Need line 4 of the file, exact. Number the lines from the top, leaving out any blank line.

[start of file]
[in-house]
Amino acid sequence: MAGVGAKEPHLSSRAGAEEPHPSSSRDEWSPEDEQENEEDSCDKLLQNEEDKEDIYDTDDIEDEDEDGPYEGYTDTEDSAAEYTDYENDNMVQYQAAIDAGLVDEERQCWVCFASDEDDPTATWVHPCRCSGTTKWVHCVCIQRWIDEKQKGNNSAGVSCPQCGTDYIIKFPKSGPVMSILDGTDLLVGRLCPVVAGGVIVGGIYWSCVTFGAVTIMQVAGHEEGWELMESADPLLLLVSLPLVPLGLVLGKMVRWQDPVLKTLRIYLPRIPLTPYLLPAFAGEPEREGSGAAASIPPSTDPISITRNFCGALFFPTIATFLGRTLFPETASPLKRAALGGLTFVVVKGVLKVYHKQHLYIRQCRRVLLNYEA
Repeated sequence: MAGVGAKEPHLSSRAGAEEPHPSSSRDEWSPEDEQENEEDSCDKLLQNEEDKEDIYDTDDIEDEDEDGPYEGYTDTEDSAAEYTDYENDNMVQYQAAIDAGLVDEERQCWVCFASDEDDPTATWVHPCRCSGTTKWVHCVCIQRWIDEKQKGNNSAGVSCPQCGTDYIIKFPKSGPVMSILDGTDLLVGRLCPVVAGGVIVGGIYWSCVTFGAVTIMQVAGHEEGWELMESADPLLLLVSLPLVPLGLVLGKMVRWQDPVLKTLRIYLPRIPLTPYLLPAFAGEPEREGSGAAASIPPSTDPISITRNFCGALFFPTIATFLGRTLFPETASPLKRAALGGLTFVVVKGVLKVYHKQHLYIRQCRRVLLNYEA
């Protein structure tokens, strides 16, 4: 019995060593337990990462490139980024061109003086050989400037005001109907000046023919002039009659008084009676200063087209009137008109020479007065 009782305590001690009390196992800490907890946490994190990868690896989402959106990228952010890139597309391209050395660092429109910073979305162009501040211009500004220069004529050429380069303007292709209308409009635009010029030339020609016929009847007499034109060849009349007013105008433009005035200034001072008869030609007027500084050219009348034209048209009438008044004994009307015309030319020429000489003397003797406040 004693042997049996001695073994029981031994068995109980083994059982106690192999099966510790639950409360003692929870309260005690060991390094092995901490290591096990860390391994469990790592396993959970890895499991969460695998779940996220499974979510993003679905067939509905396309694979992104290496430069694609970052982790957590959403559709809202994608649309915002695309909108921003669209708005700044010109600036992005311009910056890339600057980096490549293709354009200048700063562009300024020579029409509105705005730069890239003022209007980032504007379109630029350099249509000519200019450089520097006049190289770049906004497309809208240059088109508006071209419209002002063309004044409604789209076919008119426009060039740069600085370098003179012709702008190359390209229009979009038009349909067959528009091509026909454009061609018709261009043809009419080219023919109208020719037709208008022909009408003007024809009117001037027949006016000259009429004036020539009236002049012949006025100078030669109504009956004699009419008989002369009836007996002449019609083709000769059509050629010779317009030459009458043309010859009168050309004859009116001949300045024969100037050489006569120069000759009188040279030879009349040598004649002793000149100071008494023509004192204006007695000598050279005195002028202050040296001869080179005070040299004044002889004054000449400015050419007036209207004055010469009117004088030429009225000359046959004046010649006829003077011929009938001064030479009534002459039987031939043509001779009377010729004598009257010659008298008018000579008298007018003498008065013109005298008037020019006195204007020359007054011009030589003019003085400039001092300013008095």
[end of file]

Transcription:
């Protein structure tokens, strides 16, 4: 019995060593337990990462490139980024061109003086050989400037005001109907000046023919002039009659008084009676200063087209009137008109020479007065 009782305590001690009390196992800490907890946490994190990868690896989402959106990228952010890139597309391209050395660092429109910073979305162009501040211009500004220069004529050429380069303007292709209308409009635009010029030339020609016929009847007499034109060849009349007013105008433009005035200034001072008869030609007027500084050219009348034209048209009438008044004994009307015309030319020429000489003397003797406040 004693042997049996001695073994029981031994068995109980083994059982106690192999099966510790639950409360003692929870309260005690060991390094092995901490290591096990860390391994469990790592396993959970890895499991969460695998779940996220499974979510993003679905067939509905396309694979992104290496430069694609970052982790957590959403559709809202994608649309915002695309909108921003669209708005700044010109600036992005311009910056890339600057980096490549293709354009200048700063562009300024020579029409509105705005730069890239003022209007980032504007379109630029350099249509000519200019450089520097006049190289770049906004497309809208240059088109508006071209419209002002063309004044409604789209076919008119426009060039740069600085370098003179012709702008190359390209229009979009038009349909067959528009091509026909454009061609018709261009043809009419080219023919109208020719037709208008022909009408003007024809009117001037027949006016000259009429004036020539009236002049012949006025100078030669109504009956004699009419008989002369009836007996002449019609083709000769059509050629010779317009030459009458043309010859009168050309004859009116001949300045024969100037050489006569120069000759009188040279030879009349040598004649002793000149100071008494023509004192204006007695000598050279005195002028202050040296001869080179005070040299004044002889004054000449400015050419007036209207004055010469009117004088030429009225000359046959004046010649006829003077011929009938001064030479009534002459039987031939043509001779009377010729004598009257010659008298008018000579008298007018003498008065013109005298008037020019006195204007020359007054011009030589003019003085400039001092300013008095």